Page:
Cigars of the Pharaoh is one of Tintin’s earliest adventures. He and Snowy are on a cruise to Egypt when they happen to meet Professor Sophocles Sarcophagus (the first of Tintin’s absent-minded professors) and join his expedition. But they become embroiled in a complicated scheme involving a fakir, cigars marked with an unusual brand, and Rajijah, the poison of madness. Most significantly, Tintin meets the detectives Thompson and Thomson as well as the movie mogul Rastapopolous. While Cigars of the Pharaoh is a self-contained story, some of the mysteries are resolved in The Blue Lotus. Herge wrote Cigars in 1932 then revised it in 1955, which is why the art has the more polished look of later stories as well as the anachronistic glimpse of a copy ofDestination: Moon.
The Cigars of the Pharaoh:
Tintin theme in Symphonic Orchestra:
Plot: Tintin and his dog Snowy are on a cruise ship in the Mediterranean Sea when they meet Dr Sarcophagus, an Egyptologist who owns a papyrus that he believes will lead him to the undiscovered tomb of the Pharaoh Kih-Oskh (a pun on kiosk, a stand for the sale of petty merchandises such as newspapers, magazines, cigarettes, beverages and/or street foods). He invites Tintin to accompany him. Tintin also has an unpleasant encounter with Roberto Rastapopoulos, a wealthy businessman.
Later on the cruise, Tintin first meets Thomson and Thompson, who accuse him of smuggling opium and cocaine they have found in his cabin. Locked in the hold of the ship, Tintin craftily escapes and meets Sarcophagus in Port Said, Egypt.
Tintin and Sarcophagus set off and discover the tomb of Kih-Oskh. On a nearby sand dune, Tintin finds a cigar bearing the symbol of Kih-Oskh: a circle with a wavy line through it and two dots on it, rather like a yin-yang symbol. But when he returns to the tomb, Sarcophagus has disappeared.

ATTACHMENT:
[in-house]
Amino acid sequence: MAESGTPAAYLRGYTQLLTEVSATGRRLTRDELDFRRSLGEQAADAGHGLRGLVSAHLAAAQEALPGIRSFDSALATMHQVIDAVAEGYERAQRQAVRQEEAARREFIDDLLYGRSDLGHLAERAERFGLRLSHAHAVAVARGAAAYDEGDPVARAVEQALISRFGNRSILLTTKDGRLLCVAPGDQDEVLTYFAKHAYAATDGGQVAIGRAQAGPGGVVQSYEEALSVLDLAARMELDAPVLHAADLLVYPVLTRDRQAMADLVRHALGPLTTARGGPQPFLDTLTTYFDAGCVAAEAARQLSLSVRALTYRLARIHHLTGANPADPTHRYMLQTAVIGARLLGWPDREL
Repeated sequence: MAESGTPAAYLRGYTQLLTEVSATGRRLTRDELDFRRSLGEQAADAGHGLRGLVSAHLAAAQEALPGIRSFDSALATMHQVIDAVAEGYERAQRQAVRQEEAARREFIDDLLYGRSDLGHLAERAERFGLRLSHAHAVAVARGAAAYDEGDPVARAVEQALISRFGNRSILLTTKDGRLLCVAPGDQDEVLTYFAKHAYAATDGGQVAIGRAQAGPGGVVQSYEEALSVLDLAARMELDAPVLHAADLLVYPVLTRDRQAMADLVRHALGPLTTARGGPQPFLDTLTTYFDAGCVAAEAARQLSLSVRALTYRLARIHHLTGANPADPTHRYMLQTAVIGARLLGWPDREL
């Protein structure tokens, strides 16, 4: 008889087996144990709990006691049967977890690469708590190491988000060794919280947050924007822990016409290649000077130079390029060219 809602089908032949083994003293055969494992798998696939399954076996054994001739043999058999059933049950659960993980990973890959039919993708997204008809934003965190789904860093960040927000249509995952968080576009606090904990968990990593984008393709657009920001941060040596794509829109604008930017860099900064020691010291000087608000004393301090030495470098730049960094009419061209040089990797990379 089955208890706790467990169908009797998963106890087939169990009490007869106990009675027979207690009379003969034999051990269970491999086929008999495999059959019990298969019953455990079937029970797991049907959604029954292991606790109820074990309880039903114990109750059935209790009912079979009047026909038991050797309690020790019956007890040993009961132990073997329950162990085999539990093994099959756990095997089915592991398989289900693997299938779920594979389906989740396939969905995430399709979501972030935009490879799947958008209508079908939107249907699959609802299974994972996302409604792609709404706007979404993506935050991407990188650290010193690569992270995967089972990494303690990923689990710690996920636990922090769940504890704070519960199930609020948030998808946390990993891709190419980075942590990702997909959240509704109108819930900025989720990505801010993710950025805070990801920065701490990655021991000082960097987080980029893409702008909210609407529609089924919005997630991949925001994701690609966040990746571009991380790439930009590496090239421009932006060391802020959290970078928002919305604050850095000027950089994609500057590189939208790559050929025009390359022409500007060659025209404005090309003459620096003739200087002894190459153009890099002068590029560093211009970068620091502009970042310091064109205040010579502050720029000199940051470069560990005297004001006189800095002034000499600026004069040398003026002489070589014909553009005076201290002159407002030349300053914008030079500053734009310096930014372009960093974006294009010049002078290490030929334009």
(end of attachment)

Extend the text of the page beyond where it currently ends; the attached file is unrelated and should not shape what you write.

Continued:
Entering the tomb, Tintin and Snowy are startled several times by doors closing behind them. They come to a room where rows of Egyptologists are mummified. At the end of the row are empty sarcophagi with notices to indicate that they are intended for Tintin, Snowy (and Sarcophagus too in the later edition). Following items of Sarcophagus’ clothing which have been left lying about, Tintin enters another room where opium vapor puts him to sleep.
That night drug smugglers embark some sarcophagi aboard a ship but they are later cast overboard. The sarcophagi contain Tintin and Snowy who therefore escape mummification. They are rescued from a gigantic wave by the crew of a sailing ship. On it they meet Senhor Oliviera de Figueira, a Portuguese salesman who travels the Middle East selling to local Arabs. He persuades Tintin to buy a top hat, ski equipment, a bow tie, an alarm clock, suspenders, a parrot, a water tin, a wooden golf club, a doghouse on wheels, and a lead for Snowy, and the overloaded Tintin walks away saying “Just as well I didn’t fall for his patter; you can end up with all sorts of useless stuff if you’re not careful”.
Tintin then sets out across the desert and is captured by the men of Sheik Patrash Pasha. He hates Westerners but is then delighted to discover that his captive is Tintin, whose exploits he has read of for years, and even shows one of the Tintin books that he has read (the exact book is different depending on the version, but it is always the most recent to have been published; in the first black and white strip, it is Tintin in the Congo; in the second it is Tintin in America; and in the colour version, it is Destination Moon).
Resuming his journey Tintin sees a woman being beaten by two men and rushes to her aid. The woman turns out to be an actress filming a movie that Rastapopoulos is making. The director is furious but Rastapopoulos is much calmer. He and Tintin apologize to each other over the incidents on the cruise ship and the filming and become friends.